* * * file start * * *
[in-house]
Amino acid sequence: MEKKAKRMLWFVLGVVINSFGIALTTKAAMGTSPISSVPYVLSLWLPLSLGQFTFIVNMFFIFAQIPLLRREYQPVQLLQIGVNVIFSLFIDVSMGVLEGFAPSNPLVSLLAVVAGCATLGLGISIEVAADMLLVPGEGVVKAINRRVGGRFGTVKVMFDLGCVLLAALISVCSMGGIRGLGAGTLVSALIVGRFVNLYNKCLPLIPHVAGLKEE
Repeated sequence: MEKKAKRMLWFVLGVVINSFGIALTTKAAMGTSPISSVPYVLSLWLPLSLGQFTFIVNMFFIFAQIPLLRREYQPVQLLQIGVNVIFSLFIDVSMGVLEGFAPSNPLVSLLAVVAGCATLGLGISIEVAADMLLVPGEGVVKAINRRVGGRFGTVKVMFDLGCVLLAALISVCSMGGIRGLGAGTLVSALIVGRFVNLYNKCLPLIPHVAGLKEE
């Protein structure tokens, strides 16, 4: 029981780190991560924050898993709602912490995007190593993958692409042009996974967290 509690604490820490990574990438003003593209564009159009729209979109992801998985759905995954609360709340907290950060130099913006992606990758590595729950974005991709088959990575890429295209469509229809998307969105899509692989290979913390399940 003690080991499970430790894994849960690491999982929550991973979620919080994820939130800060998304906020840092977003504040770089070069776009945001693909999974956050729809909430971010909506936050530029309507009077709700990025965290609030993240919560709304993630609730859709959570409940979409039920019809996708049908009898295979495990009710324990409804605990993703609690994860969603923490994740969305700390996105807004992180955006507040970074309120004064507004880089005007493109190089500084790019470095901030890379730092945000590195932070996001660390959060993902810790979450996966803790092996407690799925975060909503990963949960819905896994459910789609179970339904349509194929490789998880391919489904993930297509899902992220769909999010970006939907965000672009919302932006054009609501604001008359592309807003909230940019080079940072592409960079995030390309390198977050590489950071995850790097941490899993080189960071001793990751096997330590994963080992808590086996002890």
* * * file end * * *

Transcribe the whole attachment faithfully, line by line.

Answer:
[in-house]
Amino acid sequence: MEKKAKRMLWFVLGVVINSFGIALTTKAAMGTSPISSVPYVLSLWLPLSLGQFTFIVNMFFIFAQIPLLRREYQPVQLLQIGVNVIFSLFIDVSMGVLEGFAPSNPLVSLLAVVAGCATLGLGISIEVAADMLLVPGEGVVKAINRRVGGRFGTVKVMFDLGCVLLAALISVCSMGGIRGLGAGTLVSALIVGRFVNLYNKCLPLIPHVAGLKEE
Repeated sequence: MEKKAKRMLWFVLGVVINSFGIALTTKAAMGTSPISSVPYVLSLWLPLSLGQFTFIVNMFFIFAQIPLLRREYQPVQLLQIGVNVIFSLFIDVSMGVLEGFAPSNPLVSLLAVVAGCATLGLGISIEVAADMLLVPGEGVVKAINRRVGGRFGTVKVMFDLGCVLLAALISVCSMGGIRGLGAGTLVSALIVGRFVNLYNKCLPLIPHVAGLKEE
């Protein structure tokens, strides 16, 4: 029981780190991560924050898993709602912490995007190593993958692409042009996974967290 509690604490820490990574990438003003593209564009159009729209979109992801998985759905995954609360709340907290950060130099913006992606990758590595729950974005991709088959990575890429295209469509229809998307969105899509692989290979913390399940 003690080991499970430790894994849960690491999982929550991973979620919080994820939130800060998304906020840092977003504040770089070069776009945001693909999974956050729809909430971010909506936050530029309507009077709700990025965290609030993240919560709304993630609730859709959570409940979409039920019809996708049908009898295979495990009710324990409804605990993703609690994860969603923490994740969305700390996105807004992180955006507040970074309120004064507004880089005007493109190089500084790019470095901030890379730092945000590195932070996001660390959060993902810790979450996966803790092996407690799925975060909503990963949960819905896994459910789609179970339904349509194929490789998880391919489904993930297509899902992220769909999010970006939907965000672009919302932006054009609501604001008359592309807003909230940019080079940072592409960079995030390309390198977050590489950071995850790097941490899993080189960071001793990751096997330590994963080992808590086996002890």